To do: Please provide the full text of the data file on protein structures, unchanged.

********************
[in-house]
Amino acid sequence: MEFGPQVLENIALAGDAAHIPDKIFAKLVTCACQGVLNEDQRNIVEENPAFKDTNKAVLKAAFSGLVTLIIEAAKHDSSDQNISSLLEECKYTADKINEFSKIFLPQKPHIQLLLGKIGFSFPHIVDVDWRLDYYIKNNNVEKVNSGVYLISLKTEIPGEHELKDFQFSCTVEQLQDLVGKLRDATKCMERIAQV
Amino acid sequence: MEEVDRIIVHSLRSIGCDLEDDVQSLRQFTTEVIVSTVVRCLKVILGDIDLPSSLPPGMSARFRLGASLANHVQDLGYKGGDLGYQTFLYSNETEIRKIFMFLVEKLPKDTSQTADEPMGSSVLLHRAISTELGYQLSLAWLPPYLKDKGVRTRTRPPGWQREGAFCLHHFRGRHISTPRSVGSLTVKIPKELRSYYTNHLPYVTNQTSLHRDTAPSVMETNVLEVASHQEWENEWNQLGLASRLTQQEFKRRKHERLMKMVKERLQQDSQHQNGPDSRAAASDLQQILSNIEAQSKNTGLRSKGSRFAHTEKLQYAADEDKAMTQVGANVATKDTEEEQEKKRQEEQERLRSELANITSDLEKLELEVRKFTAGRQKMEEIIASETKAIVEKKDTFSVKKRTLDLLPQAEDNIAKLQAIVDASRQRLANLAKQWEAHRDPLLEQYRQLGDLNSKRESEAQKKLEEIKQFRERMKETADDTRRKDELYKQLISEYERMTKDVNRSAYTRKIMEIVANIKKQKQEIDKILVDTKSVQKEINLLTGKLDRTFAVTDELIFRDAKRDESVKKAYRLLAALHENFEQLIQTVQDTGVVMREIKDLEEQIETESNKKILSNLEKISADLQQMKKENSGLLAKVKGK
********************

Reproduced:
[in-house]
Amino acid sequence: MEFGPQVLENIALAGDAAHIPDKIFAKLVTCACQGVLNEDQRNIVEENPAFKDTNKAVLKAAFSGLVTLIIEAAKHDSSDQNISSLLEECKYTADKINEFSKIFLPQKPHIQLLLGKIGFSFPHIVDVDWRLDYYIKNNNVEKVNSGVYLISLKTEIPGEHELKDFQFSCTVEQLQDLVGKLRDATKCMERIAQV
Amino acid sequence: MEEVDRIIVHSLRSIGCDLEDDVQSLRQFTTEVIVSTVVRCLKVILGDIDLPSSLPPGMSARFRLGASLANHVQDLGYKGGDLGYQTFLYSNETEIRKIFMFLVEKLPKDTSQTADEPMGSSVLLHRAISTELGYQLSLAWLPPYLKDKGVRTRTRPPGWQREGAFCLHHFRGRHISTPRSVGSLTVKIPKELRSYYTNHLPYVTNQTSLHRDTAPSVMETNVLEVASHQEWENEWNQLGLASRLTQQEFKRRKHERLMKMVKERLQQDSQHQNGPDSRAAASDLQQILSNIEAQSKNTGLRSKGSRFAHTEKLQYAADEDKAMTQVGANVATKDTEEEQEKKRQEEQERLRSELANITSDLEKLELEVRKFTAGRQKMEEIIASETKAIVEKKDTFSVKKRTLDLLPQAEDNIAKLQAIVDASRQRLANLAKQWEAHRDPLLEQYRQLGDLNSKRESEAQKKLEEIKQFRERMKETADDTRRKDELYKQLISEYERMTKDVNRSAYTRKIMEIVANIKKQKQEIDKILVDTKSVQKEINLLTGKLDRTFAVTDELIFRDAKRDESVKKAYRLLAALHENFEQLIQTVQDTGVVMREIKDLEEQIETESNKKILSNLEKISADLQQMKKENSGLLAKVKGK